Adding the two up – I began focusing on what I ate and understanding the impact of these food choices. I spent time researching wholefoods and better sources of nutrition which led me to the Paleo lifestyle. It seemed to me to be the most balanced and sustainable way of eating. I’ve always been a massive foodie so the fact that it allowed for carbs, fats and sweetness was a no brainer!
How has the Paleo diet changed how you view food?
I am now far more aware of how foods affect me mentally and physically. Overall, I have a new-found respect for raw, wholefoods, given all that we are able to gain from simple food sources.
What surprised you most about the Paleo diet?
I was most surprised that I did not crave carbs like pasta and bread and junk food like crisps and biscuits. I was always a snacker (and not the good kind) so I expected the transition to be a lot harder than it was. The beauty of a Paleo diet is that everything can be substituted and you won’t have to worry about the taste. I’ve often heard people say it probably tastes like grass or cardboard (not sure why they know those tastes) which is the major misconception. Taste has been one of the drivers of this diet, and a bonus is that it’s easy to prepare dishes.
What’s your favorite Paleo dish?
Being a previous carb-comrade and someone who burns food quickly, sweet potato has to be one of my favorite things. It’s a great complex carb and a source of iron, calcium, magnesium and B Vitamins which help support our immune system and brain function. They’re incredibly versatile as savory and sweet options in a Paleo diet. My favorite snack is warm Sweet potato smeared with cashew nut butter and showered with cinnamon and raw walnuts – yum!!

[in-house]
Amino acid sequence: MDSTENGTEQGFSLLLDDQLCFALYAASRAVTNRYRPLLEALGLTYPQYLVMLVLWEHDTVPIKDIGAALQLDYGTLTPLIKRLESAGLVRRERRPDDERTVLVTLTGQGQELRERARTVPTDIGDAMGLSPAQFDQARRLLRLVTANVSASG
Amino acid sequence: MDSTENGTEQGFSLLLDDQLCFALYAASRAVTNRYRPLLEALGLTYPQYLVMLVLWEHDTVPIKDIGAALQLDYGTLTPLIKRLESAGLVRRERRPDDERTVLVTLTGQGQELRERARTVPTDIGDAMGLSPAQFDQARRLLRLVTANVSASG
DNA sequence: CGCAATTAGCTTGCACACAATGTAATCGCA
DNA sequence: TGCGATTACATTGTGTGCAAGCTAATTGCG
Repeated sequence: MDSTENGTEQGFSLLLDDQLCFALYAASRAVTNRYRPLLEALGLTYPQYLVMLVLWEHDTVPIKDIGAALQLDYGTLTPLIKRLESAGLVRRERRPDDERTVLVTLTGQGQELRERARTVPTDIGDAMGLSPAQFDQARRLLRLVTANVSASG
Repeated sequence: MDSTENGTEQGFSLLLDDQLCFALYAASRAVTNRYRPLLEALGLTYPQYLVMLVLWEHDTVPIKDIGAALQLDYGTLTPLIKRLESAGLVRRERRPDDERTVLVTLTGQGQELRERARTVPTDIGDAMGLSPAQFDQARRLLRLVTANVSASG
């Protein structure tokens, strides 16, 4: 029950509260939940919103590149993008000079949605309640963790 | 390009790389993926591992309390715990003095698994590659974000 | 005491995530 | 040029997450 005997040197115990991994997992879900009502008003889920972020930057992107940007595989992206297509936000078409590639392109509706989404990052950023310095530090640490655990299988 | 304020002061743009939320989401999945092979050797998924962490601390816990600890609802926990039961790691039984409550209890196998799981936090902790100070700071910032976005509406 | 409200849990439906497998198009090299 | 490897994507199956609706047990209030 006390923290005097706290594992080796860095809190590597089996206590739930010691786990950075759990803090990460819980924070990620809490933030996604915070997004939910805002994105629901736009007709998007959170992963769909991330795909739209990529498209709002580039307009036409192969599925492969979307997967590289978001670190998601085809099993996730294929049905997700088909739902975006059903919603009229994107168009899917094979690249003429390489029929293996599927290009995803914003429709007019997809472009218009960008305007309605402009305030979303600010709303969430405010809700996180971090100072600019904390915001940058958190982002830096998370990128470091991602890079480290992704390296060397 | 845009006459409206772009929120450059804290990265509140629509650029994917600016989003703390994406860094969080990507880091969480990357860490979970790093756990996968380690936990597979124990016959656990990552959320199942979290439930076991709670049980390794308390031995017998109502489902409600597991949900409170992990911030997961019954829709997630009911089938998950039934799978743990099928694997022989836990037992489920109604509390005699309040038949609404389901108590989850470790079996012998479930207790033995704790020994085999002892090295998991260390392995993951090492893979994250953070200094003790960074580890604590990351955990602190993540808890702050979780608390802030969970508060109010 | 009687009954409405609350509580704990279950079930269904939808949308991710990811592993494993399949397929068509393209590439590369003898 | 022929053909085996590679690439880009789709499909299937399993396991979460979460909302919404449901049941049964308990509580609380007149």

What should someone know before going on a Paleo Diet?
Like any lifestyle change, always be prepared. Get to know what you are getting into and train yourself to think that it is far more than just a diet, but more a way of life. Become aware of what you are eating- ask more questions and read more labels. Paleo is really easy if you commit to it and get into habits of preparation – I’ve found some of my harder days were those where I was out of routine and did not prepare meals/snacks. This can be difficult in a social environment if you are not prepared or familiar with other alternatives.